HETTON METHODIST CHURCH

THE STORY OF THE BIG CHAPEL

1856  The story of the building of the Big Chapel is a testimony of the faith and determination of those early members of our society.  The work started in 1856.  The first task of the building of the Big Chapel was the levelling off of the uneven ground.  To build the foundations and schoolroom the hillside was dug out to the level of Barnes Street and many men of the village, although they had no connection with the society, helped to complete this tremendous feat.  A retaining wall was built to support the road in front of the chapel.  A bottle containing the names of the trustees is believed to be in the foundations.

The full realisation of the ambitions of those pioneers owes much to the progressive attitude and generosity of the Hetton Coal Company who gave encouragement to the miners by helping to supply building materials, stone, sand and lime.  They also lent a horse and cart at weekends to help carry these materials.

The larger, darker stones in the building are actually old stone sleepers from the railway and holes where the Chairs' (clamps) carried the lines, can still be seen today.  The quarrying of the limestone was done by the men of the chapel and loaded into railway wagons at the quarry.  To carry the stones from the wagons to the site, they built a special light railway on which they could push small tubs.  To save time and to take advantage of daylight, many of the men went straight from the pit, still wearing their work clothes, their faces black with coal dust, to work on the building.  Their wives helped by carrying them meals which they ate as they worked.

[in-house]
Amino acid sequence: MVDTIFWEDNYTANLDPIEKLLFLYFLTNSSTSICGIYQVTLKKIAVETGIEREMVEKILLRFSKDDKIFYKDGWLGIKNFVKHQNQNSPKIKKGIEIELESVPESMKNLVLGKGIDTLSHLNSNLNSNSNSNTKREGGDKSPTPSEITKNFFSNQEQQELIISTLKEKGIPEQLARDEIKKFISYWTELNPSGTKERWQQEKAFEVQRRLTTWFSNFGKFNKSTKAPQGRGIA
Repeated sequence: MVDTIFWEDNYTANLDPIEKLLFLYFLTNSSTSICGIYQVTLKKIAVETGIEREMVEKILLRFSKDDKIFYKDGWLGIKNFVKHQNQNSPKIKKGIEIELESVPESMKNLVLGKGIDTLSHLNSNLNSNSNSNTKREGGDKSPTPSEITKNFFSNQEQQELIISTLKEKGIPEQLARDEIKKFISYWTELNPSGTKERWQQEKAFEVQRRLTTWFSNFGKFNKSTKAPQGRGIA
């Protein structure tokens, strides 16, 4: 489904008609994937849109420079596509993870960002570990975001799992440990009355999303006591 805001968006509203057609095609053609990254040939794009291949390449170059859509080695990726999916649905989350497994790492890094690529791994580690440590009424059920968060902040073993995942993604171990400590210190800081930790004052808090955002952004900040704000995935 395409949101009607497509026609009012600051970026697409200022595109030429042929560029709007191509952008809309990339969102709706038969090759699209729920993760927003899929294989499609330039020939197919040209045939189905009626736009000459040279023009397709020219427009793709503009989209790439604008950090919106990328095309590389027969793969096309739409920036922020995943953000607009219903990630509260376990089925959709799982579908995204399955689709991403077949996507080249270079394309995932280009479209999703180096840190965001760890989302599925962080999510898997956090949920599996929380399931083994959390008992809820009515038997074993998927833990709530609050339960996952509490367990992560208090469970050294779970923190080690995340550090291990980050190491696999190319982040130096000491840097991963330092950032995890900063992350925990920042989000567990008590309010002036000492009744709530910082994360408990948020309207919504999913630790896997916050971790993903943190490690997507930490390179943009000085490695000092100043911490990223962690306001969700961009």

The builders were Messrs John and Robert Taylor.

1858  The chapel and schoolhouse in Union Street were erected before the final conveyance of the land to the trustees.  Previous negotiations had settled the price of the site as £66.8.0d (£66.40p) and the indenture was completed 8th March 1858. This was between the Chapel trustees and Mary Dorothea Pemberton, the widow of John Pemberton of Sherburn Hall.

The description of the land was:                                                                                  Length – north to south 78 feet                                                                                 Breadth – east to west 54 feet                                                                                 Bounded south by Union St, north by Barnes St, west by the land of Mrs Pemberton and partly by a dwelling house belonging to Francis Love, and east by land belonging to Mrs Pemberton.

As the building neared completion and the roof was under construction, anxiety was felt by the workers that the continuous spell of fine weather, which had eased this arduous labour, would be broken.  As if in answer to their prayers, the rain kept off until the roof was completed.